After Fordham opened shop, the number of commercial breweries in Maryland continued to grow. Unfortunately, many of them opened and then closed in quick succession. We do not know for sure why, but a couple of factors probably played a role. The first was quality. While inconsistent batches were OK at the homestead, consistency is key when you are talking about commercial scale brewing. Industry-wide quality control measures did not exist until the mid-1800’s. A couple of bad runs could and did ruin many an early brewer. The second factor was probably a change in beverage preference. Rum production in the late 1700’s gave folks a tasty and stronger alternative to much lighter beer. It also did not help that the kids of Baltimore’s tavern owners did not want to take over the family business.
Nevertheless, as Baltimore grew into the state’s primary center for commerce, so did beer’s popularity. Elkridge Landing near Annapolis was supposed to have this honor. Fortunately for Baltimore, some serious land mismanagement caused the Elkridge Landing harbor to fill with silt deposits. As a result, Baltimore, with its very deep harbor, became the de-facto center of commerce. Prior to this happy event, Baltimore was nothing more than a muddy mess with a few ramshackle buildings.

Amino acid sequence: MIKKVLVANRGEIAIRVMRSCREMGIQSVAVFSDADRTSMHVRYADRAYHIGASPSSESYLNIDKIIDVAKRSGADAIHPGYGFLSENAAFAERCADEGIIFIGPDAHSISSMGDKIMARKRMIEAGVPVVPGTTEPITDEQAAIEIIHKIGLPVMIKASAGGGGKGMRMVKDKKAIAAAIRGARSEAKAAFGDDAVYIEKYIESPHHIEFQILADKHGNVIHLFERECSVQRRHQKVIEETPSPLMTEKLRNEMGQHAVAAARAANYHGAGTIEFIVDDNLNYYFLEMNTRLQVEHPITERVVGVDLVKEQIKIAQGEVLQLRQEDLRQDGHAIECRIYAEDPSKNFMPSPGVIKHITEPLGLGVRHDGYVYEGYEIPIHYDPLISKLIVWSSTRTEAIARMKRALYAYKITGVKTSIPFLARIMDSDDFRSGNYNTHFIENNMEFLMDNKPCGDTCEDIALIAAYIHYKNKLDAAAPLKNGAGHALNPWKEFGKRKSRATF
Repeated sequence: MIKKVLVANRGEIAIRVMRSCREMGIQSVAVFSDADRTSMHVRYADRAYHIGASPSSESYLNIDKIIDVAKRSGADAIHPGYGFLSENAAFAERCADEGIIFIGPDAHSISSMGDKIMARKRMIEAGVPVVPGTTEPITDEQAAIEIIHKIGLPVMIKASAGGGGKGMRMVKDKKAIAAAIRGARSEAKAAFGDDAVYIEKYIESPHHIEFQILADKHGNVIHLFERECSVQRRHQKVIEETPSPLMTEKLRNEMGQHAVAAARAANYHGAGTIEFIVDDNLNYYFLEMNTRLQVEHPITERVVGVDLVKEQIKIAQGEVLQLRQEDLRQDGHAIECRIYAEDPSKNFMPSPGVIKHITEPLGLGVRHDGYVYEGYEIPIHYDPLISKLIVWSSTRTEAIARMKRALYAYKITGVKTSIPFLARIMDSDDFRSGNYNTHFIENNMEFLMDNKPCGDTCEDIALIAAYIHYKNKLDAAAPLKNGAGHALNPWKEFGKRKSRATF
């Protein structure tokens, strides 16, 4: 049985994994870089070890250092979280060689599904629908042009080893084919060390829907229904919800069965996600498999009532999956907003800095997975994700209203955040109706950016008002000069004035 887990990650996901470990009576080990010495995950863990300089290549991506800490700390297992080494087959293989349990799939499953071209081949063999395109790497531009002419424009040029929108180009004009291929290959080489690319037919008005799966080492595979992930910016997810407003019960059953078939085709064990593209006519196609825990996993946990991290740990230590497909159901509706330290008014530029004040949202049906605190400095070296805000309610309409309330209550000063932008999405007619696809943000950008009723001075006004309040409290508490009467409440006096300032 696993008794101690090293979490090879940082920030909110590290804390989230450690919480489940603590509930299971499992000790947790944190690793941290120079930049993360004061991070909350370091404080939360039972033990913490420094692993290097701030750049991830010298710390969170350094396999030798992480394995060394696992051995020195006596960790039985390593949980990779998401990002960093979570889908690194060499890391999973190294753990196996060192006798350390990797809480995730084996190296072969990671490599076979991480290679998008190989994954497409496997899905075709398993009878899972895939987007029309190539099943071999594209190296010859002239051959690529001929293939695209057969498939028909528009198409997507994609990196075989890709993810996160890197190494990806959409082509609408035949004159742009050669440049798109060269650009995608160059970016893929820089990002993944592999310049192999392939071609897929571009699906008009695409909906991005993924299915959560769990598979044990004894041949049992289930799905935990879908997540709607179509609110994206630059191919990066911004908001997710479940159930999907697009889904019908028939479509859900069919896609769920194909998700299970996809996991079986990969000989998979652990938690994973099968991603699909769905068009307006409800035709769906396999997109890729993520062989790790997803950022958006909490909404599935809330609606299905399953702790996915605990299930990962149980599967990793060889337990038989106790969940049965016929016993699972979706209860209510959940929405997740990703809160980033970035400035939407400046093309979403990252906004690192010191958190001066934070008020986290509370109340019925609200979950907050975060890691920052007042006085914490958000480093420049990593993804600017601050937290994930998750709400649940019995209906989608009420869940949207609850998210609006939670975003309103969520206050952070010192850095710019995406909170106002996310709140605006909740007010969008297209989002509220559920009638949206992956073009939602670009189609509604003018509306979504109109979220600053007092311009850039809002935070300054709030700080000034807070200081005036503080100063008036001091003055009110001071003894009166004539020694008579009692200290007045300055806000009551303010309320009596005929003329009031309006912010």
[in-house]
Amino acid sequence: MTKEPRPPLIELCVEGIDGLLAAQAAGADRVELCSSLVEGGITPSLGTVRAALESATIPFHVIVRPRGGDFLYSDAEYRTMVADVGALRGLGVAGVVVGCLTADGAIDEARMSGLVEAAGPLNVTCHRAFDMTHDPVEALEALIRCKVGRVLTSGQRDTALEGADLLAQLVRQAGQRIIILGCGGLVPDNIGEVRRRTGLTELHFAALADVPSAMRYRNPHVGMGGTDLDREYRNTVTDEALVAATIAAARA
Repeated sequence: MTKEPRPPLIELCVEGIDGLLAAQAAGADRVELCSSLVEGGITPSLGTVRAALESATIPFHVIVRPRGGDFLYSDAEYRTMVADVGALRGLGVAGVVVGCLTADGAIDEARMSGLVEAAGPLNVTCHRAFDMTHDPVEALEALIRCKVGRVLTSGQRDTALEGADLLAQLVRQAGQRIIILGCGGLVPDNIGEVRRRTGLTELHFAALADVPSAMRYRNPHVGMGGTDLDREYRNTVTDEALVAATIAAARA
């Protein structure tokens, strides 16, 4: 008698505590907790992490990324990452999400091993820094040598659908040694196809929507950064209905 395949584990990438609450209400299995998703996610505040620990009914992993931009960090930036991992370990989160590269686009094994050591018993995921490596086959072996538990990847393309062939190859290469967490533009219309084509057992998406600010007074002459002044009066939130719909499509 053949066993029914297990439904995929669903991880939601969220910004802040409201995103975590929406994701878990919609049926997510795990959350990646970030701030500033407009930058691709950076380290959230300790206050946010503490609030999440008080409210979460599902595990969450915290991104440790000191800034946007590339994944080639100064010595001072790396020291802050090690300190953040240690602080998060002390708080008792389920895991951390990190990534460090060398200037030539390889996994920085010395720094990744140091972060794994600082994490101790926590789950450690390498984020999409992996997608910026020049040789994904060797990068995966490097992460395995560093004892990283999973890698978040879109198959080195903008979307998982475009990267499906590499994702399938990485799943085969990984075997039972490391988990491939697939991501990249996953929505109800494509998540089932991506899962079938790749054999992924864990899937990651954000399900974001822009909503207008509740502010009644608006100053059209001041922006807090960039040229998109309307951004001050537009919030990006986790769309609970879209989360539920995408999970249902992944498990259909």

The German Influence
In 1748, 71-year-old German immigrant John Barnitz came to Baltimore to start the city’s first commercial brewery. Barnitz’s beers were a success, especially among the city’s growing population of German immigrants. Two other brewers soon followed suit: Andreas Granshet and James Sterett. Granshet was also a German immigrant who founded Granshet Brewery near City Hall. Sterett, was an Irish immigrant whose Sterett Brewery was located on Water Street. By the mid-1700’s, Baltimore was booming and so was its thirst for good beer. A boycott of English products in 1774, including beer, further fueled the demand for local suds. Adding to that demand was a promised daily beer ration for new enlistees into the Continental Army. Let us not think of that last one as a bribe to enlist. Think of it as another benefit of fighting for American independence.